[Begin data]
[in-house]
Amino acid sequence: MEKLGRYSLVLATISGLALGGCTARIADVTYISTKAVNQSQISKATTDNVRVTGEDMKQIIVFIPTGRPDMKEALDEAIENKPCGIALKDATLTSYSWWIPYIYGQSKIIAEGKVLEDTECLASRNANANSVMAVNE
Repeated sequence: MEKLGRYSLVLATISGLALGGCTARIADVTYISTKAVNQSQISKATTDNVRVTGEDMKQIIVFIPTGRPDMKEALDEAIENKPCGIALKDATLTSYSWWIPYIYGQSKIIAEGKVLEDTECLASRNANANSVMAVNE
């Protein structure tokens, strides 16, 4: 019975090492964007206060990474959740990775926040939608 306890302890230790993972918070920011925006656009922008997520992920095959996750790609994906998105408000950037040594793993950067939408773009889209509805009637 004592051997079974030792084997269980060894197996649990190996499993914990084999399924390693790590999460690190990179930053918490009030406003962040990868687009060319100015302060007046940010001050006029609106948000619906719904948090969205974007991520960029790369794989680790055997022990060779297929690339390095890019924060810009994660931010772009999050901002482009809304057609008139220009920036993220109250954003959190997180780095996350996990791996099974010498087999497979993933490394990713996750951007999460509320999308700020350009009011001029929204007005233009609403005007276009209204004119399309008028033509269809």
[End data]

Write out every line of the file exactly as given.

[in-house]
Amino acid sequence: MEKLGRYSLVLATISGLALGGCTARIADVTYISTKAVNQSQISKATTDNVRVTGEDMKQIIVFIPTGRPDMKEALDEAIENKPCGIALKDATLTSYSWWIPYIYGQSKIIAEGKVLEDTECLASRNANANSVMAVNE
Repeated sequence: MEKLGRYSLVLATISGLALGGCTARIADVTYISTKAVNQSQISKATTDNVRVTGEDMKQIIVFIPTGRPDMKEALDEAIENKPCGIALKDATLTSYSWWIPYIYGQSKIIAEGKVLEDTECLASRNANANSVMAVNE
């Protein structure tokens, strides 16, 4: 019975090492964007206060990474959740990775926040939608 306890302890230790993972918070920011925006656009922008997520992920095959996750790609994906998105408000950037040594793993950067939408773009889209509805009637 004592051997079974030792084997269980060894197996649990190996499993914990084999399924390693790590999460690190990179930053918490009030406003962040990868687009060319100015302060007046940010001050006029609106948000619906719904948090969205974007991520960029790369794989680790055997022990060779297929690339390095890019924060810009994660931010772009999050901002482009809304057609008139220009920036993220109250954003959190997180780095996350996990791996099974010498087999497979993933490394990713996750951007999460509320999308700020350009009011001029929204007005233009609403005007276009209204004119399309008028033509269809």